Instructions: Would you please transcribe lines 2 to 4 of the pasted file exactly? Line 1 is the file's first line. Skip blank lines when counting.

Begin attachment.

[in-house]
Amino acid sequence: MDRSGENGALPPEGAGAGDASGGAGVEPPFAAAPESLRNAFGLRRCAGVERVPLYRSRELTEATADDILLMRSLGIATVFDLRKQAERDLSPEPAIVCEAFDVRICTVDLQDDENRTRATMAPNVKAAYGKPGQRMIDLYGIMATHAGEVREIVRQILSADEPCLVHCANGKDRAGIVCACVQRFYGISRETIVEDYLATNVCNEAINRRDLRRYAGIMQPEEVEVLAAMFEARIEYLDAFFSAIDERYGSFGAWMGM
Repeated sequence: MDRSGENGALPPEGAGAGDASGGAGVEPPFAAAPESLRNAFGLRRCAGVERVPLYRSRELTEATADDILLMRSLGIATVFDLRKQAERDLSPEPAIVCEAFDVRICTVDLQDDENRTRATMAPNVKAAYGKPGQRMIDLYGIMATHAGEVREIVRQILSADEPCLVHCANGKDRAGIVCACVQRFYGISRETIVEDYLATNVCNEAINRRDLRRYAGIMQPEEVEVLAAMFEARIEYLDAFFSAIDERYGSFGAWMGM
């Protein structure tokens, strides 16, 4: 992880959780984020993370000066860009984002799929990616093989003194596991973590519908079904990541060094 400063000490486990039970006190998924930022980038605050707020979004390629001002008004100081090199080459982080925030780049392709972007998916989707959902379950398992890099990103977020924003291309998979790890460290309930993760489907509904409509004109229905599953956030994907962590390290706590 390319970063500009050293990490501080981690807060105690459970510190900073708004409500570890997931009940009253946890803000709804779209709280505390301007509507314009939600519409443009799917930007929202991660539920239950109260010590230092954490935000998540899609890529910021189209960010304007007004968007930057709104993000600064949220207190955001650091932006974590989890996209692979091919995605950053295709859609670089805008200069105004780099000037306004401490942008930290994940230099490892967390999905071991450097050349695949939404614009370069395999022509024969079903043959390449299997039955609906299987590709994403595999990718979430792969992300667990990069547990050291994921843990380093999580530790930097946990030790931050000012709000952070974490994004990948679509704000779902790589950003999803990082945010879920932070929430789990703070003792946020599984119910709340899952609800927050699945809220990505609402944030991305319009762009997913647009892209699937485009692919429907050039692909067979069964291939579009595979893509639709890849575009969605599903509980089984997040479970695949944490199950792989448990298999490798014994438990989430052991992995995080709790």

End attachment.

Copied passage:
Amino acid sequence: MDRSGENGALPPEGAGAGDASGGAGVEPPFAAAPESLRNAFGLRRCAGVERVPLYRSRELTEATADDILLMRSLGIATVFDLRKQAERDLSPEPAIVCEAFDVRICTVDLQDDENRTRATMAPNVKAAYGKPGQRMIDLYGIMATHAGEVREIVRQILSADEPCLVHCANGKDRAGIVCACVQRFYGISRETIVEDYLATNVCNEAINRRDLRRYAGIMQPEEVEVLAAMFEARIEYLDAFFSAIDERYGSFGAWMGM
Repeated sequence: MDRSGENGALPPEGAGAGDASGGAGVEPPFAAAPESLRNAFGLRRCAGVERVPLYRSRELTEATADDILLMRSLGIATVFDLRKQAERDLSPEPAIVCEAFDVRICTVDLQDDENRTRATMAPNVKAAYGKPGQRMIDLYGIMATHAGEVREIVRQILSADEPCLVHCANGKDRAGIVCACVQRFYGISRETIVEDYLATNVCNEAINRRDLRRYAGIMQPEEVEVLAAMFEARIEYLDAFFSAIDERYGSFGAWMGM
């Protein structure tokens, strides 16, 4: 992880959780984020993370000066860009984002799929990616093989003194596991973590519908079904990541060094 400063000490486990039970006190998924930022980038605050707020979004390629001002008004100081090199080459982080925030780049392709972007998916989707959902379950398992890099990103977020924003291309998979790890460290309930993760489907509904409509004109229905599953956030994907962590390290706590 390319970063500009050293990490501080981690807060105690459970510190900073708004409500570890997931009940009253946890803000709804779209709280505390301007509507314009939600519409443009799917930007929202991660539920239950109260010590230092954490935000998540899609890529910021189209960010304007007004968007930057709104993000600064949220207190955001650091932006974590989890996209692979091919995605950053295709859609670089805008200069105004780099000037306004401490942008930290994940230099490892967390999905071991450097050349695949939404614009370069395999022509024969079903043959390449299997039955609906299987590709994403595999990718979430792969992300667990990069547990050291994921843990380093999580530790930097946990030790931050000012709000952070974490994004990948679509704000779902790589950003999803990082945010879920932070929430789990703070003792946020599984119910709340899952609800927050699945809220990505609402944030991305319009762009997913647009892209699937485009692919429907050039692909067979069964291939579009595979893509639709890849575009969605599903509980089984997040479970695949944490199950792989448990298999490798014994438990989430052991992995995080709790």